Words by Hank Williams | Press still from Milford Graves Full Mantis

“This is a family house” Milford Graves says describing his house, which is down the street from the South Jamaica Houses in Queens, New York where he grew up. The house differs from everything else one might find on the block by the amount of decoration on the exterior—which supplies a hint that the man who lives inside isn’t your average resident.

in fact, “average” seemingly doesn’t apply to any aspects of the subject of Jake Maginsky’s documentary film of an innovative, yet somewhat unheralded percussionist.

Graves, probably best known for his role in the free/avant garde jazz scene, has put his stamp on a lot of things since his emergence in the early 1960s. Since his transition from Latin Jazz and conga drums to the drum kit (Graves found more acceptance and work playing the drum kit), Graves played with some key players, most notably saxophonist Albert Ayler. Although Graves missed playing with saxophone legend John Coltrane, he had a connection of sorts when he played at the latter’s funeral as part of Ayler’s band. Graves also suggested in a 2016 interview that he was behind Coltrane’s show at Harlem’s Olatunji Cultural Center, known as one of Coltrane’s last appearances before his death. An unofficial recording of which was later released posthumously.

When Graves turned to teaching, he poured the same passion into that as he did into his playing as he shaped a legion of students during his tenure at Bennington College. Jake Meginsky was one such student—though an informal one—he got a job at Bennington in order to meet Graves and convinced him to take him on as a student. Meginsky originally started recording Graves as a learning aid and began amassing a lot of footage. This is the base of the current film, though supplemented with extensive footage from Graves’s own collection.

One gets a skeletal biography from Full Mantis. It’s a deliberate choice and not necessarily a bad one. Meginsky instead chose to create a portrait of the artist via a view into his philosophy of the world, teaching, and approach to music. It works spectacularly well, especially considering that this is Meginsky’s first effort as a filmmaker.

The film centers Graves’s words and music and does an impressive job of highlighting his profundity (a word I don’t use lightly) in many areas and his enticing personality.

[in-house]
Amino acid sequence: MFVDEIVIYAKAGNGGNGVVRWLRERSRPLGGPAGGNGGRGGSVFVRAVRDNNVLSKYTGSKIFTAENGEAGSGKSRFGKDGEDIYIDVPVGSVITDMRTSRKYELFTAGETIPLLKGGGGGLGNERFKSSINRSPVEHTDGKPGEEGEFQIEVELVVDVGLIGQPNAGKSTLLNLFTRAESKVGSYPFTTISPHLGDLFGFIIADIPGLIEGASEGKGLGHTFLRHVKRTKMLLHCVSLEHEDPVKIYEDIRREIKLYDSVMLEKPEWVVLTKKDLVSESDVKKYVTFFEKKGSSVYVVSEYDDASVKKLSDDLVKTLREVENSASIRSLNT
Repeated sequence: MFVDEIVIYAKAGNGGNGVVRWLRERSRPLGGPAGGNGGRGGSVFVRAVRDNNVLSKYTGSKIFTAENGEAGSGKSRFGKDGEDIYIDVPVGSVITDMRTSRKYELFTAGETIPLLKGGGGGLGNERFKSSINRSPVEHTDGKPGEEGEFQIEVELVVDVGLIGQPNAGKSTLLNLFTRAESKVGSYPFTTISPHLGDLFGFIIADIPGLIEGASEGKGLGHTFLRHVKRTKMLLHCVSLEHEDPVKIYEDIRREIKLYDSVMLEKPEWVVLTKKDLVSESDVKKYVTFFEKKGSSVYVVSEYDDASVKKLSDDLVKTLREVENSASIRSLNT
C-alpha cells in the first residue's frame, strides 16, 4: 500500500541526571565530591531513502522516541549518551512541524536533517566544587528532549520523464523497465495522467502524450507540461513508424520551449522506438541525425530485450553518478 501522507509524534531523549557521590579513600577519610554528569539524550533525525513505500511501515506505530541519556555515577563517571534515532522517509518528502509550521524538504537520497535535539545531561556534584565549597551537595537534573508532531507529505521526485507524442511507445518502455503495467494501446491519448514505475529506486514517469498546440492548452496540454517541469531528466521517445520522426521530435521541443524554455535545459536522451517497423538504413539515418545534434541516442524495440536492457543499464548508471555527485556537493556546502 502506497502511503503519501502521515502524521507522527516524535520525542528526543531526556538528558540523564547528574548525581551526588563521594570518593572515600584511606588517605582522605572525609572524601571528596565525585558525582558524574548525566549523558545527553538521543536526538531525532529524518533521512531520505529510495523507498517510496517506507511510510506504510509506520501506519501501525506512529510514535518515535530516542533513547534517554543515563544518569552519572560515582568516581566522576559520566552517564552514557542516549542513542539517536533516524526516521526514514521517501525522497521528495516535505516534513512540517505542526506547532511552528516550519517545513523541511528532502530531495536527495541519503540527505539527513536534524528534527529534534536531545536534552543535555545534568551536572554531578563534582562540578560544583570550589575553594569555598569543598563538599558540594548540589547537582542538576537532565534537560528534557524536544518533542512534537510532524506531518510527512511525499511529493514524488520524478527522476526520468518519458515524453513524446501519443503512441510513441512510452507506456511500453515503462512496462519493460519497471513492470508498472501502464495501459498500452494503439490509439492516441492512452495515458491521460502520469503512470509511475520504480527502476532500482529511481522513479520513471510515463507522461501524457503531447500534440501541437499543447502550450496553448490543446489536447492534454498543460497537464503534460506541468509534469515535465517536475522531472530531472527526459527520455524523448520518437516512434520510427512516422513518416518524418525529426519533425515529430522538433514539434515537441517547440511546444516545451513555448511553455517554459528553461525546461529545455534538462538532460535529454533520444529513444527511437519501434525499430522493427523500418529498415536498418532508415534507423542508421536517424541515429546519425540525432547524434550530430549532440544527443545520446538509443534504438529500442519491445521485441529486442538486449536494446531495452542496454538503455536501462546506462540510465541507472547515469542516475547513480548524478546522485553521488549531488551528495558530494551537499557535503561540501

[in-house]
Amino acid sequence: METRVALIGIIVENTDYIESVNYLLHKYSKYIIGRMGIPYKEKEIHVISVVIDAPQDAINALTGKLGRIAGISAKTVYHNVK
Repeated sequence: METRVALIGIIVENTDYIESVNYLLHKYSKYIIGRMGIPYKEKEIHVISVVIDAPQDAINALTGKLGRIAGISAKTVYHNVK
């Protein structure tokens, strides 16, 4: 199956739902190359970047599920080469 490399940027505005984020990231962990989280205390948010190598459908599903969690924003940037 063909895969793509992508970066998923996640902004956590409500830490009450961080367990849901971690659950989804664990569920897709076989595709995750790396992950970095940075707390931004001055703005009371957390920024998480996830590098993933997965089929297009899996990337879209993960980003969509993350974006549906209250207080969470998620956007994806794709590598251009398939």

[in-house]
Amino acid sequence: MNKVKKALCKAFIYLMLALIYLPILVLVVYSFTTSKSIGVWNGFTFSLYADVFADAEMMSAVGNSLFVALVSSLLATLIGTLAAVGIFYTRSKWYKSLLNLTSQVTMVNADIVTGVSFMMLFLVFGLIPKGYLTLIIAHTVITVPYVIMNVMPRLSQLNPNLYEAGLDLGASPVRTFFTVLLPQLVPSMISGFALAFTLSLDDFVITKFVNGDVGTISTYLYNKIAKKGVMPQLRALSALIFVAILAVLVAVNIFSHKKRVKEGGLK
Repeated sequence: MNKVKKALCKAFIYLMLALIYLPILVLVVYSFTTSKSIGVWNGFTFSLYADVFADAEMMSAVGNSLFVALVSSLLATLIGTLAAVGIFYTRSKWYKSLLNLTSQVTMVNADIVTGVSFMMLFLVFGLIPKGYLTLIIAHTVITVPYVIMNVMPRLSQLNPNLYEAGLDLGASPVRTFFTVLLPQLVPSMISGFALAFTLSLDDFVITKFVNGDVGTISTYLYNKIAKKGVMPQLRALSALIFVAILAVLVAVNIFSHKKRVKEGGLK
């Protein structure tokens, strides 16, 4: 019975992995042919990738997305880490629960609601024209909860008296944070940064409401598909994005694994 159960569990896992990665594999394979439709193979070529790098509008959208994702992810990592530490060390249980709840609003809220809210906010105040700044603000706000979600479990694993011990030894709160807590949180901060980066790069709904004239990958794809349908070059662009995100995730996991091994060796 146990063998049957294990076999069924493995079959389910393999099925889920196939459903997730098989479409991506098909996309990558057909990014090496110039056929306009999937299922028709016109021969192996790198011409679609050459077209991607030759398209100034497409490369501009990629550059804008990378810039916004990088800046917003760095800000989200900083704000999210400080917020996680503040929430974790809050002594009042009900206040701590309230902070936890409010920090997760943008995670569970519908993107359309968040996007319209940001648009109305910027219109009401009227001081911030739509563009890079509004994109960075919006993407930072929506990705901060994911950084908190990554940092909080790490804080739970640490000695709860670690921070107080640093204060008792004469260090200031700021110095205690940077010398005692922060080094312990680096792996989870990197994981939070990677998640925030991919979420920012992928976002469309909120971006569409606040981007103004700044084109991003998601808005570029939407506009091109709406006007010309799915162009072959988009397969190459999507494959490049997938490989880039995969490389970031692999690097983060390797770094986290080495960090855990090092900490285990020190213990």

The other complicating factor in a project like this is Graves’s unorthodox approach to nearly everything he tackles. Actually, to say that Graves is an unorthodox teacher or musician would be a gross understatement. It would be accurate, though, to point out that Graves may be one of the most radical musicians one could ever encounter in the most literal sense of the word: he tries to get to the actual root of the issue–no matter what it is–for the solution to any kind of problem or challenge.

Full Mantis offers documentary evidence of Graves’s approach of going directly to the source in two key areas: martial arts and his understanding of musical time.

“Well, I started reading books,” Graves says about his martial arts training. Frustrated at the inability to achieve some of the lessons offered in Chinatown because there were limits placed on what non-Asian students could be taught, Graves decided to take lessons in his own hands, eventually settling on closely watching the insect the Praying Mantis after hearing that some of the movements were based on them. “I went to the source,” he says. He bought a few mantises and let them loose, observing their movements. “I just got the full mantis,” says Graves with a mischievous grin, noting that some interpreters or teachers might be hindered in various ways by their own physical or mental limitations. Graves wanted none of that.